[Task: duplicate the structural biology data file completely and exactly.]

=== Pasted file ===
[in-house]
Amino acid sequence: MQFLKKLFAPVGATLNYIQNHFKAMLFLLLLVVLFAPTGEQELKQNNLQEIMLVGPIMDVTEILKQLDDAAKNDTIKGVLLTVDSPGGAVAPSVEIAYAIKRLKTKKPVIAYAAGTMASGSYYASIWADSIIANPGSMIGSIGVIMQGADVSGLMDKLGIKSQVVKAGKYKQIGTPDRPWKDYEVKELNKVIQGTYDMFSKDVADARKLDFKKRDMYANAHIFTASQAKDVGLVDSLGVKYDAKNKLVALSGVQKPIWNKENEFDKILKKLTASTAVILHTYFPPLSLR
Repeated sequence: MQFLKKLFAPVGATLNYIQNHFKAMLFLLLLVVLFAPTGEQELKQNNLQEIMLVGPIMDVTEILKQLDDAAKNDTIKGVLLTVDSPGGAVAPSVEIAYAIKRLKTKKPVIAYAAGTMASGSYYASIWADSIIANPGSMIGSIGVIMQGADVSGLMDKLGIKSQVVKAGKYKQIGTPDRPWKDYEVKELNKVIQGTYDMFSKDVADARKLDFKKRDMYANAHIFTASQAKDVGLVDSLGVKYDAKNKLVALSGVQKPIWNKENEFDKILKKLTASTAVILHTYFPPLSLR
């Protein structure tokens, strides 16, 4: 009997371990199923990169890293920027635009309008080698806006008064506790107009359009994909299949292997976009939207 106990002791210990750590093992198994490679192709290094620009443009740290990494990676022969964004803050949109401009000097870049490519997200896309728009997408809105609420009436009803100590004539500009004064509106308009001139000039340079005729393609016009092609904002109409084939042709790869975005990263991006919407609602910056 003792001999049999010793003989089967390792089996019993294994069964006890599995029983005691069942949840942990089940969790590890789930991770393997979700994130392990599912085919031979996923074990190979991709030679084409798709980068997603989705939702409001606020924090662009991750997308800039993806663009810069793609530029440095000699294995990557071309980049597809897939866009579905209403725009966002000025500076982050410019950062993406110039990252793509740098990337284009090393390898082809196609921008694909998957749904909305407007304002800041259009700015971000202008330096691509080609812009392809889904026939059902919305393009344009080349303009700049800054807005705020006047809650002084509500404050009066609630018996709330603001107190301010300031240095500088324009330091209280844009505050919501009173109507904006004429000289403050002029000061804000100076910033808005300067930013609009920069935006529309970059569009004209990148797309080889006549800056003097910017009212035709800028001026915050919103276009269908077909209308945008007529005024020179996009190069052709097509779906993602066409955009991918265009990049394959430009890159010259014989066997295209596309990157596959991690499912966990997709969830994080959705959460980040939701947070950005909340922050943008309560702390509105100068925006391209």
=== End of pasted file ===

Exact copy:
[in-house]
Amino acid sequence: MQFLKKLFAPVGATLNYIQNHFKAMLFLLLLVVLFAPTGEQELKQNNLQEIMLVGPIMDVTEILKQLDDAAKNDTIKGVLLTVDSPGGAVAPSVEIAYAIKRLKTKKPVIAYAAGTMASGSYYASIWADSIIANPGSMIGSIGVIMQGADVSGLMDKLGIKSQVVKAGKYKQIGTPDRPWKDYEVKELNKVIQGTYDMFSKDVADARKLDFKKRDMYANAHIFTASQAKDVGLVDSLGVKYDAKNKLVALSGVQKPIWNKENEFDKILKKLTASTAVILHTYFPPLSLR
Repeated sequence: MQFLKKLFAPVGATLNYIQNHFKAMLFLLLLVVLFAPTGEQELKQNNLQEIMLVGPIMDVTEILKQLDDAAKNDTIKGVLLTVDSPGGAVAPSVEIAYAIKRLKTKKPVIAYAAGTMASGSYYASIWADSIIANPGSMIGSIGVIMQGADVSGLMDKLGIKSQVVKAGKYKQIGTPDRPWKDYEVKELNKVIQGTYDMFSKDVADARKLDFKKRDMYANAHIFTASQAKDVGLVDSLGVKYDAKNKLVALSGVQKPIWNKENEFDKILKKLTASTAVILHTYFPPLSLR
């Protein structure tokens, strides 16, 4: 009997371990199923990169890293920027635009309008080698806006008064506790107009359009994909299949292997976009939207 106990002791210990750590093992198994490679192709290094620009443009740290990494990676022969964004803050949109401009000097870049490519997200896309728009997408809105609420009436009803100590004539500009004064509106308009001139000039340079005729393609016009092609904002109409084939042709790869975005990263991006919407609602910056 003792001999049999010793003989089967390792089996019993294994069964006890599995029983005691069942949840942990089940969790590890789930991770393997979700994130392990599912085919031979996923074990190979991709030679084409798709980068997603989705939702409001606020924090662009991750997308800039993806663009810069793609530029440095000699294995990557071309980049597809897939866009579905209403725009966002000025500076982050410019950062993406110039990252793509740098990337284009090393390898082809196609921008694909998957749904909305407007304002800041259009700015971000202008330096691509080609812009392809889904026939059902919305393009344009080349303009700049800054807005705020006047809650002084509500404050009066609630018996709330603001107190301010300031240095500088324009330091209280844009505050919501009173109507904006004429000289403050002029000061804000100076910033808005300067930013609009920069935006529309970059569009004209990148797309080889006549800056003097910017009212035709800028001026915050919103276009269908077909209308945008007529005024020179996009190069052709097509779906993602066409955009991918265009990049394959430009890159010259014989066997295209596309990157596959991690499912966990997709969830994080959705959460980040939701947070950005909340922050943008309560702390509105100068925006391209």